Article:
Between Rocks and Hard Places

Once again and despite myself, I continued to mindlessly scroll through photo after photo. With each post, I grew both increasingly jealous and captivated of this random travel blogger’s Instagram, and the imagined life behind the lens. Recently this was pretty much my routine; sifting through various acquaintances’ feed, willing and wishing and wanting to be a part of that. The source of my envy went deeper than the perfectly framed and edited photos, I identified with the social and physical mobility attached to them. Reflecting on the stalled nature of my own life, my patience waned -- I was getting sick of being a spectator.
It took me back to my own experiences of seeing similar vistas. No picture can emulate the stillness you feel in the presence of granite monoliths in Yosemite to the perfectly sculpted columns of Zion. If only I was like those travel bloggers, I thought. They had their life together, they could afford to sustain their adventures to those lush locations. People always say, ‘You had to be there’. Well, I had to be there. But when?
At this moment, those places feel so far away.

"The Drop-off" from Pixar's  Finding Nemo

"The Drop-off" from Pixar's Finding Nemo

Where is that exactly? About a month and half into the dreaded territory of post-grad life, sitting at yet another crossroads. If there was ever a metaphor to describe life after college, it’s the Drop Off from Finding Nemo. School was my coral reef and now I find myself staring blankly into a vastness I don’t know how to approach. Do I dive in? Do I approach with caution? Do I touch the butt? I don’t know, and honestly, a part of me is afraid to know, because once I find out I’m obligated to take the next step that comes with that knowledge.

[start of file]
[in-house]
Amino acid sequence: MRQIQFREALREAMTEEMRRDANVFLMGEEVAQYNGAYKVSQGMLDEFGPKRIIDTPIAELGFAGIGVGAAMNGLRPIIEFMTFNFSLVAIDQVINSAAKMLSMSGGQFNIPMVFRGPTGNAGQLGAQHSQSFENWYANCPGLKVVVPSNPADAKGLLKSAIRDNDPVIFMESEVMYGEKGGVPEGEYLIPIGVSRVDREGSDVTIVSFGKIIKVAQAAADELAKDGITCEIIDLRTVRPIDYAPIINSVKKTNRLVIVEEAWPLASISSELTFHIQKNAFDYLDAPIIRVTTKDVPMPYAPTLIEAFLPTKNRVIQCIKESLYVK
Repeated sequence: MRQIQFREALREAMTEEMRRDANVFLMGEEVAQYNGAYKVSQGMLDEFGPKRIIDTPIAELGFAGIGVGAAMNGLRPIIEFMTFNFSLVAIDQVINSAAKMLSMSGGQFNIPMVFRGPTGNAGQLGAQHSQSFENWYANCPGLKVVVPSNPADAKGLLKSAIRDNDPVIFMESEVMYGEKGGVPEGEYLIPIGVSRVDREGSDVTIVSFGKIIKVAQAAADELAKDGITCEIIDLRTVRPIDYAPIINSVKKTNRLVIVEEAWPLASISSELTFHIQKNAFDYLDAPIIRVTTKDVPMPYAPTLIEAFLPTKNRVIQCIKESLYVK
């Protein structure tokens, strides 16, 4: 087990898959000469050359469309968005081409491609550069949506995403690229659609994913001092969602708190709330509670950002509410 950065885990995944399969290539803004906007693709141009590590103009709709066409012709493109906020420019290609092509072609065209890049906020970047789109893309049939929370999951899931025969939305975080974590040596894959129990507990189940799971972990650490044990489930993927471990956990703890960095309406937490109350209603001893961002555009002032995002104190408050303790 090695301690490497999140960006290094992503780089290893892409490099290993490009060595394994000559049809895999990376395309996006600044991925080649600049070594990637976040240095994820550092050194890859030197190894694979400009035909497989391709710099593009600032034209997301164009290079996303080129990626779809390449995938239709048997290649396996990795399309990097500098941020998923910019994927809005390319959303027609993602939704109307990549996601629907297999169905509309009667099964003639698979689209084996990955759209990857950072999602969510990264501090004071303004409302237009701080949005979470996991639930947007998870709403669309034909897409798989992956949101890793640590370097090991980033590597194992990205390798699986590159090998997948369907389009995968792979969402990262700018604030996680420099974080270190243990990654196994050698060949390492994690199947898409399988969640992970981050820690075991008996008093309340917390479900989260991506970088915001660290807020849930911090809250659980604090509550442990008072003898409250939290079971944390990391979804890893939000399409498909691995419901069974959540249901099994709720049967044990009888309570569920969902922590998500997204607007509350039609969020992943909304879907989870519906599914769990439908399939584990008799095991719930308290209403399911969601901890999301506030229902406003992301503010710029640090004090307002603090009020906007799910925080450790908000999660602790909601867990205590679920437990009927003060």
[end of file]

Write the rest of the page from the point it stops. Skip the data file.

It's  a lot of pressure, and pressure can be immobilizing. You feel so many things coming at you at once that you do the easiest and least logical thing, which is not to do anything at all. 
But we should work against this reactionary mindset. More often than not, what we lapse into isn’t comfort but stagnation. I was so focused on the perceived hole I was in I didn’t realize that I wasn’t in a hole at all, but a plateau. Anywhere that doesn’t promote growth is the last place you want to be. We may find ourselves in hard places, but the reality is that places don’t have to be hard. People have the ability to soften them. You know the saying -- it’s all about perspective. Once our perspective shifts, so does our environment. It starts with facing that pressure head on. How often is it that once you subject yourself to something difficult that you realize it wasn’t as bad as you thought? At any given moment, we can opt to make better decisions. 
Now, sitting here in my bed as I write this post, the picturesque view, is still as far away as ever. A year from now, who knows where I’ll end up? I’m still not exactly sure, but for now I’ll let the uncertainty guide me. 
Our initial reaction when we feel pressure is to alleviate it. We do whatever we can until we get to a point where we feel comfortable. It’s easy to get so preoccupied with the forces against us that we forget we have our own inner momentum. Your environment might shape you, but it comes down to how you react -- do you succumb to the pressure, or do you let it propel you forward? Whatever your gut feeling, the only way to find out is to feel the pressure in the first place. After all, how else are diamonds formed? 



Hazel is an aspiring writer, closet extrovert, and recent grad with a BA in English. Despite her love of travel, she doesn’t spend nearly enough time outdoors as she would like and is looking to change that. When she’s not trying to figure out adulthood, she enjoys reading, visiting local and foreign hotspots, and the company of her dogs.